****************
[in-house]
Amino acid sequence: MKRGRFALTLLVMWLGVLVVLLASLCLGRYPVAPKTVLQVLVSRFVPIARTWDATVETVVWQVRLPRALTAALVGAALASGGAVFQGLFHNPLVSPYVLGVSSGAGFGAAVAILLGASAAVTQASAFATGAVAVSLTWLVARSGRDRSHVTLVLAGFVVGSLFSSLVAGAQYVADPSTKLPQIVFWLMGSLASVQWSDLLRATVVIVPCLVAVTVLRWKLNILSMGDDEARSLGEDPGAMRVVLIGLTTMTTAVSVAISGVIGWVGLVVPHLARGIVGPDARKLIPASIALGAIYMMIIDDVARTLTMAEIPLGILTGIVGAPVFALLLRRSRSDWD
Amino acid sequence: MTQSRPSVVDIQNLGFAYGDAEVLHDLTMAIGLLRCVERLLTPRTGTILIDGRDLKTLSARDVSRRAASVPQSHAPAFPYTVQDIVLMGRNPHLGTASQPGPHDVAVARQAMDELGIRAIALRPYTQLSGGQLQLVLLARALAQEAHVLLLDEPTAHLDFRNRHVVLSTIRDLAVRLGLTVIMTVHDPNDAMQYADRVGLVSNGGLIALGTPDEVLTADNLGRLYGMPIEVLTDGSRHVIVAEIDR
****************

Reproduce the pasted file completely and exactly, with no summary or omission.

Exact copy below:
[in-house]
Amino acid sequence: MKRGRFALTLLVMWLGVLVVLLASLCLGRYPVAPKTVLQVLVSRFVPIARTWDATVETVVWQVRLPRALTAALVGAALASGGAVFQGLFHNPLVSPYVLGVSSGAGFGAAVAILLGASAAVTQASAFATGAVAVSLTWLVARSGRDRSHVTLVLAGFVVGSLFSSLVAGAQYVADPSTKLPQIVFWLMGSLASVQWSDLLRATVVIVPCLVAVTVLRWKLNILSMGDDEARSLGEDPGAMRVVLIGLTTMTTAVSVAISGVIGWVGLVVPHLARGIVGPDARKLIPASIALGAIYMMIIDDVARTLTMAEIPLGILTGIVGAPVFALLLRRSRSDWD
Amino acid sequence: MTQSRPSVVDIQNLGFAYGDAEVLHDLTMAIGLLRCVERLLTPRTGTILIDGRDLKTLSARDVSRRAASVPQSHAPAFPYTVQDIVLMGRNPHLGTASQPGPHDVAVARQAMDELGIRAIALRPYTQLSGGQLQLVLLARALAQEAHVLLLDEPTAHLDFRNRHVVLSTIRDLAVRLGLTVIMTVHDPNDAMQYADRVGLVSNGGLIALGTPDEVLTADNLGRLYGMPIEVLTDGSRHVIVAEIDR